Kenai funds comprehensive plan

The city of Kenai will put $44,300 toward the creation of its new comprehensive plan, including $15,000 to hire planing consultant Elizabeth Benson of Anchorage-based Benson Planning Associates to carry out the revision.

An ordinance passed by the Kenai City Council at its Wednesday meeting appropriated $30,000 to the existing $14,400 of comprehensive plan project funding. The ordinance passed unanimously, with council member Terry Bookey absent from the meeting.

Kenai’s current comprehensive plan, a document meant to direct future city land-use decisions, was created in 2003 and last revised in 2013. The 2013 draft was approved by the city council but rejected by voters in a ballot proposition. Opponents of the plan said it promoted sprawling development that would threaten the character of residential neighborhoods. The 2013 plan will be used as a draft for the present revision.

Benson’s proposed work plan, given in a Jan. 28 letter to City Manager Rick Koch, estimates the revision will take 128 hours. Her attendance at five meetings in support of the plan will take 42 hours, totalling 170 hours for which she will be compensated at $80 per hour. Her visits to Kenai will consist of three public meetings and two with the Kenai planning and zoning commission. She wrote that her work on the plan revision would completed on July 31, 2016.

Council member Bob Molloy said he considered the funds appropriated in the ordinance inadequate.

“Part of that is because my views of this are different from the administration’s,” Molloy said. “This is really based on the approach of tweaking the existing (2013) plan, instead of reopening this and having some new items, which I think is supported by the comments were received during the public comment period.”

Molloy said he “would encourage a more flexible approach that’s going to require some more funding.” He also described Benson’s breakdown of her proposed work as “bare bones.”

“There isn’t really isn’t even much interaction with the planning and zoning commission,” Molloy said.

Molloy recommended additional funding of the comprehensive plan in the future, and amended to the ordinance to reflect this possibility by replacing a reference to $44,300 as the revision’s “total project budget” with a designation of the amount as the “current project budget.” The amendment passed unanimously.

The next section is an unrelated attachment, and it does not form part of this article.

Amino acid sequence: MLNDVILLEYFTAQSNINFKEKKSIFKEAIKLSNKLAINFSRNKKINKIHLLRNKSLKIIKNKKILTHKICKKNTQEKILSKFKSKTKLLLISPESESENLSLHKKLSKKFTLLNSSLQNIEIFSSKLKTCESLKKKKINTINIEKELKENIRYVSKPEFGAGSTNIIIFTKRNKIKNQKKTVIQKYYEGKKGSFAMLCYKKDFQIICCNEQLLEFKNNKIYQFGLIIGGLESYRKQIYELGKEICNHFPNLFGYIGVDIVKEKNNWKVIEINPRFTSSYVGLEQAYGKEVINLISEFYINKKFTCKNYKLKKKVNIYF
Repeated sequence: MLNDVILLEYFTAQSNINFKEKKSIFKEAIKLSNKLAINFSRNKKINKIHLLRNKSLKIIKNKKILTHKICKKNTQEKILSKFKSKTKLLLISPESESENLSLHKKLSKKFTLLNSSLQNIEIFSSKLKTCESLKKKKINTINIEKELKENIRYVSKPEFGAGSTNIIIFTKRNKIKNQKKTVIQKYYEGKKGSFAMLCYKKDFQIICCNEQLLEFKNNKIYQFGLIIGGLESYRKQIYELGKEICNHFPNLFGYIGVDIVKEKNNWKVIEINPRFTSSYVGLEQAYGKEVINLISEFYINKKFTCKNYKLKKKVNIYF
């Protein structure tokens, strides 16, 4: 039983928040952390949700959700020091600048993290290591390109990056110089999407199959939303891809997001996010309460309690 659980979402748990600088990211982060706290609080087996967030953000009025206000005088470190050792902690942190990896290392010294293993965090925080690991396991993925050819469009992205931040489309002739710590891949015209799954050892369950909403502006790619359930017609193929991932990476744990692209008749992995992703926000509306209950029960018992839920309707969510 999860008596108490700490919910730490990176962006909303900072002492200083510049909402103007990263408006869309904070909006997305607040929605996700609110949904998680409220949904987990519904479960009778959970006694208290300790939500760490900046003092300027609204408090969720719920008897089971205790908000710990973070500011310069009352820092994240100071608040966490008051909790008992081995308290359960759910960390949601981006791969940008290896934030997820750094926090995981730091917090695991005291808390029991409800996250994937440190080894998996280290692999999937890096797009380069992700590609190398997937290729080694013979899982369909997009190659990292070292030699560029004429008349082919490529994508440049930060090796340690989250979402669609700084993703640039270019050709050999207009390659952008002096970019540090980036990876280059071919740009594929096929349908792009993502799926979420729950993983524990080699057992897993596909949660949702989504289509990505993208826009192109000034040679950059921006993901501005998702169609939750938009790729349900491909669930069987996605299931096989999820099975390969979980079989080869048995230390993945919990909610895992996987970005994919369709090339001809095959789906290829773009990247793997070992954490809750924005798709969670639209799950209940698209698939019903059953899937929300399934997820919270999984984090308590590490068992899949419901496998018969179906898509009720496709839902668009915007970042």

Council member Tim Navarre said the city had spent $150,000 developing the 2013 draft of the comprehensive plan, and reiterated his position that it was acceptable as a draft for a present revision because not all its elements were controversial.

“I look forward to starting back on this plan,” Navarre said. “I think it benefits the city, and I don’t think it benefits the city to spend another $150,000.”

Council member Henry Knackstedt asked Koch if he believed Benson’s work plan should “substantially cover the work that needs to be done.” Koch said he did, adding that much of the document was made of information that hadn’t changed since 2013.

“The comp plan that went before the voters and was rejected was comprised of six chapters, and a rather large appendix that was a collection of data,” Koch said. “The first four chapters of the plan were pretty technical recitals. Some portions of those chapters speak to the purpose of the comp plan. There’s the history of Kenai, there’s demographic information and population information. … Regardless of what’s in the subsequent chapters five and six, the first four chapters are going to look the same.”

Kenai resident Bob MacIntosh spoke on the funding ordinance, saying it “locks into what I see as a flawed process with the comprehensive plan.”

“It was a process that was designed by the city without public input, as far as I know, and once the process is funded the city will steamroll the process through, again doing it the way they did last time,” Macintosh said. “… We should start our process the other direction,”

MacIntosh said he were prefer to create “a citizen’s committee to oversee the process.” Questioned by Molloy, he elaborated on this idea, describing a group consisting of five Kenai resident volunteers chosen randomly from a pool of applicants, as well as a representative of local realtors and a Kenai Chamber of Commerce representative speaking for local business owners. The Kenai city planner and a member each of the Kenai council and planning and zoning commissions would hold advisory seats. He said the group would “monitor the whole process, and if they thought the process was getting out of hand, they’d let the public know.”

Reach Ben Boettger at

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